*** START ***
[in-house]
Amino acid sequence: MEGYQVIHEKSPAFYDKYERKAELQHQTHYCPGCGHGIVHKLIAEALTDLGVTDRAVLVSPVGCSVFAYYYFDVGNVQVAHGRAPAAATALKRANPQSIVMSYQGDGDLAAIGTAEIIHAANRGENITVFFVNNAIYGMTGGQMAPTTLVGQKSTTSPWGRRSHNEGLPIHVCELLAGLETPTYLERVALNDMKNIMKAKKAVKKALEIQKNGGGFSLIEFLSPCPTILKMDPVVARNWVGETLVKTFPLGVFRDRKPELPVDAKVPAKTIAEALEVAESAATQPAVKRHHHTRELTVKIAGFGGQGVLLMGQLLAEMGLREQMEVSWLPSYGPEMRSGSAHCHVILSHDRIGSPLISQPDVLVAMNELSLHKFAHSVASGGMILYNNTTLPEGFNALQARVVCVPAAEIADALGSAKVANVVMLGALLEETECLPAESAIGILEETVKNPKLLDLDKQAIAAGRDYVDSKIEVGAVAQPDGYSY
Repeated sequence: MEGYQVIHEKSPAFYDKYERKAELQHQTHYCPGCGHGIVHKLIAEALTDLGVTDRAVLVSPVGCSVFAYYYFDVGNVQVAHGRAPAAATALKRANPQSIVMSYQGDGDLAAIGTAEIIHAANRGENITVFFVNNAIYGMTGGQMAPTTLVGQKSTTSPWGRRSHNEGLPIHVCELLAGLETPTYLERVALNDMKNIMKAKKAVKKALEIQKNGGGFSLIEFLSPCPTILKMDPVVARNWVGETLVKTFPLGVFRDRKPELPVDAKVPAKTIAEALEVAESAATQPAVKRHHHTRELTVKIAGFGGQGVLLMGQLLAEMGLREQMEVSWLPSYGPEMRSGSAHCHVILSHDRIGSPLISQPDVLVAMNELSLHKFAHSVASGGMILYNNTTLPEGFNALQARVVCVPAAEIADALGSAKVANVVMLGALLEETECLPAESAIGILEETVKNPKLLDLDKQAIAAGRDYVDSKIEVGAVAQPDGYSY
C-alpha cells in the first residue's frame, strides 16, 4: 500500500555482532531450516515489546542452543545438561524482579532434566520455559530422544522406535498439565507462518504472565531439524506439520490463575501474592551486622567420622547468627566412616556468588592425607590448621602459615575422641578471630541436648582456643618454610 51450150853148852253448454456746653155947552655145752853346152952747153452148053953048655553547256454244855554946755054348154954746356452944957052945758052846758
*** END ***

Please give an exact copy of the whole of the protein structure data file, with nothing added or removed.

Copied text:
[in-house]
Amino acid sequence: MEGYQVIHEKSPAFYDKYERKAELQHQTHYCPGCGHGIVHKLIAEALTDLGVTDRAVLVSPVGCSVFAYYYFDVGNVQVAHGRAPAAATALKRANPQSIVMSYQGDGDLAAIGTAEIIHAANRGENITVFFVNNAIYGMTGGQMAPTTLVGQKSTTSPWGRRSHNEGLPIHVCELLAGLETPTYLERVALNDMKNIMKAKKAVKKALEIQKNGGGFSLIEFLSPCPTILKMDPVVARNWVGETLVKTFPLGVFRDRKPELPVDAKVPAKTIAEALEVAESAATQPAVKRHHHTRELTVKIAGFGGQGVLLMGQLLAEMGLREQMEVSWLPSYGPEMRSGSAHCHVILSHDRIGSPLISQPDVLVAMNELSLHKFAHSVASGGMILYNNTTLPEGFNALQARVVCVPAAEIADALGSAKVANVVMLGALLEETECLPAESAIGILEETVKNPKLLDLDKQAIAAGRDYVDSKIEVGAVAQPDGYSY
Repeated sequence: MEGYQVIHEKSPAFYDKYERKAELQHQTHYCPGCGHGIVHKLIAEALTDLGVTDRAVLVSPVGCSVFAYYYFDVGNVQVAHGRAPAAATALKRANPQSIVMSYQGDGDLAAIGTAEIIHAANRGENITVFFVNNAIYGMTGGQMAPTTLVGQKSTTSPWGRRSHNEGLPIHVCELLAGLETPTYLERVALNDMKNIMKAKKAVKKALEIQKNGGGFSLIEFLSPCPTILKMDPVVARNWVGETLVKTFPLGVFRDRKPELPVDAKVPAKTIAEALEVAESAATQPAVKRHHHTRELTVKIAGFGGQGVLLMGQLLAEMGLREQMEVSWLPSYGPEMRSGSAHCHVILSHDRIGSPLISQPDVLVAMNELSLHKFAHSVASGGMILYNNTTLPEGFNALQARVVCVPAAEIADALGSAKVANVVMLGALLEETECLPAESAIGILEETVKNPKLLDLDKQAIAAGRDYVDSKIEVGAVAQPDGYSY
C-alpha cells in the first residue's frame, strides 16, 4: 500500500555482532531450516515489546542452543545438561524482579532434566520455559530422544522406535498439565507462518504472565531439524506439520490463575501474592551486622567420622547468627566412616556468588592425607590448621602459615575422641578471630541436648582456643618454610 51450150853148852253448454456746653155947552655145752853346152952747153452148053953048655553547256454244855554946755054348154954746356452944957052945758052846758